Parenting

Laura Rice/Texas Standard

From Texas Standard:

Texas Gov. Greg Abbott announced this week that day care businesses can reopen. But some parents may be hesitant to send kids back right away, wary about the spread of the coronavirus. On top of that, some may have lost their jobs and aren't able to afford it anymore.

Gabriel C. Pérez / KUT

Sixty-five percent of children born to young parents in Texas are living in poverty, according to a new report.

The report, released Tuesday by The Annie E. Casey Foundation, found that 450,000 children were born to young parents in Texas from 2015 to 2017. It defined young parents as people between 18 and 24.

Three Secrets of Life From My 101-Year-Old Mother

May 5, 2016
Courtesy W.F. Strong

My mom lived to be 101 and five months. She said once you reached 99, you started counting your age like a newborn – in months: 99 and six months, 99 and nine months. She used to advise that if you wanted to live to be a hundred, you should live to be 99 and then be very, very careful.

Mary B. Strong, whose name doubled as her motto, was a tough, no-nonsense woman. A Daughter of the American Revolution, survivor of the Great Depression; an honest as the day is long woman of the Texas soil. She had what John Wayne called True Grit.

I think anyone who lives so long, one in about 40,000, must have True Grit. So what was the secret to her longevity?


Joy Diaz/Texas Standard

From Texas Standard:

There's a new acronym Texans may want to memorize – PEI, or Prevention and Early Intervention. Instead of sending kids into foster care, the state is now aiming to prevent abuse and neglect altogether.

All the parents listening in: have you ever felt like you're not doing a good job?

On this edition of In Black America, producer/host John L. Hanson Jr. conclude his conversation with Ylonda Gault Caviness, veteran journalists, education advocate and author of ‘Child, Please: How Mama’s Old School Lessons Helped Me Check Myself Before I Wrecked Myself.’

Caviness was raised on P-Funk and chicken wings by a mama whose “expert” advice was a beat-down glare and five simple words: Don’t. Make. Me. Hurt. You. When she became a mother herself, she flouted Mama’s old-fashioned ways.

PHOTO COURTESY OF KEITH MAJOR

On this edition of In Black America, producer/host John L. Hanson Jr. speaks with Ylonda Gault Caviness, veteran journalists, education advocate and author of ‘Child, Please: How Mama’s Old School Lessons Helped Me Check Myself Before I Wrecked Myself.’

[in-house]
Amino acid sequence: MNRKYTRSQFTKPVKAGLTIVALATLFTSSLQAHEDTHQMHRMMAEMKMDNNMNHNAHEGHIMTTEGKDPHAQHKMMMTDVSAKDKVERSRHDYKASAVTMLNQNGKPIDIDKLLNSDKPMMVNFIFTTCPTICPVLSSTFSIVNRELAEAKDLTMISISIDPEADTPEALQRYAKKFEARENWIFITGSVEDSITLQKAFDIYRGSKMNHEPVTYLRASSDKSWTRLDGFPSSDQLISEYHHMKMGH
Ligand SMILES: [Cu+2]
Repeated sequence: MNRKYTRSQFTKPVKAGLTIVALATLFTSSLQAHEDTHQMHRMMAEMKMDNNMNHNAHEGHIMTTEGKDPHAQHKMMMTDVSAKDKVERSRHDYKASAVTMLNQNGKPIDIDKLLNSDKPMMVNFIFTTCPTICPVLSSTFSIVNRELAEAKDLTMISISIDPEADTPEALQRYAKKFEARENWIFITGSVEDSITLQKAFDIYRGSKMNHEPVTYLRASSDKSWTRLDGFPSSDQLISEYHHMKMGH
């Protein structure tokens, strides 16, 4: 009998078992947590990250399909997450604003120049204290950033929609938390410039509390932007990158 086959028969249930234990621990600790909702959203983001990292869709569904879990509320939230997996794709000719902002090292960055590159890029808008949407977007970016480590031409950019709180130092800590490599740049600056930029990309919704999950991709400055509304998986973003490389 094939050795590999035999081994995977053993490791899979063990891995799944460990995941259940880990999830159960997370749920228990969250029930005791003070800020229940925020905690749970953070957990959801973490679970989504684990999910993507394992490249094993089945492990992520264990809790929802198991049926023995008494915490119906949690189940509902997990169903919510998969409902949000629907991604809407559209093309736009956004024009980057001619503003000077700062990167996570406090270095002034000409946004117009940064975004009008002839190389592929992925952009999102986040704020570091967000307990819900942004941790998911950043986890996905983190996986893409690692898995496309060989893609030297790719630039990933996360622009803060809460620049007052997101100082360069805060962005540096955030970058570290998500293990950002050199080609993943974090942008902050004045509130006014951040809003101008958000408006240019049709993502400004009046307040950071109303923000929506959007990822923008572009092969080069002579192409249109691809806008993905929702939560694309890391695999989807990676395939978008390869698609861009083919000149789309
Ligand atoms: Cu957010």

Caviness was raised on P-Funk and chicken wings by a mama whose “expert” advice was a beat-down glare and five simple words: Don’t. Make. Me. Hurt. You. When she became a mother herself, she flouted Mama’s old-fashioned ways.

Courtesy of Kari Anne Roy

Austin parent Kari Anne Roy has attracted national attention and started a conversation about parental supervision.

In a blog post, Roy wrote that a well-intentioned neighbor escorted her 6-year-old son to her front porch and advised her that it was dangerous for him to be playing alone outside. Roy says her son was playing near a park bench 150 yards from her house, which, she says, is clearly visible from her porch. 

After the incident, she was visited by an Austin Police officer and later she and her children were interviewed by an investigator with Child Protective Services. She says she felt humiliated and angry, and that because of the incident — and the subsequent questioning from CPS — her three children felt as if they had done something wrong and "don't feel safe outside."

You can listen to Kari Anne Roy's commentary below. 

This week, NPR Ed is focusing on questions about why people play and how play relates to learning.

When it comes to brain development, time in the classroom may be less important than time on the playground.

Filipa Rodigues for KUT News

For busy parents, the dog days of summer are less about beating the heat, and more about finding a way to keep the kids preoccupied.

Activities can range from summer camps to soccer leagues or stints at daycare, but they all have one thing in common: they cost money. But, while there's no such thing as a free summertime preoccupation, the money parents spend on their kids' activities could return later in the form of a welcome tax deduction.

If anyone can handle the stress of parenting in the teen years, you'd think it would be a high school teacher.

That's how Amy Myers felt. She teaches high school English in a suburb of Boise, Idaho, where she says she has "pseudo parented" about 3,000 teenagers "who I have talked to, given advice to, guided, directed, even lectured about teenage issues," she says.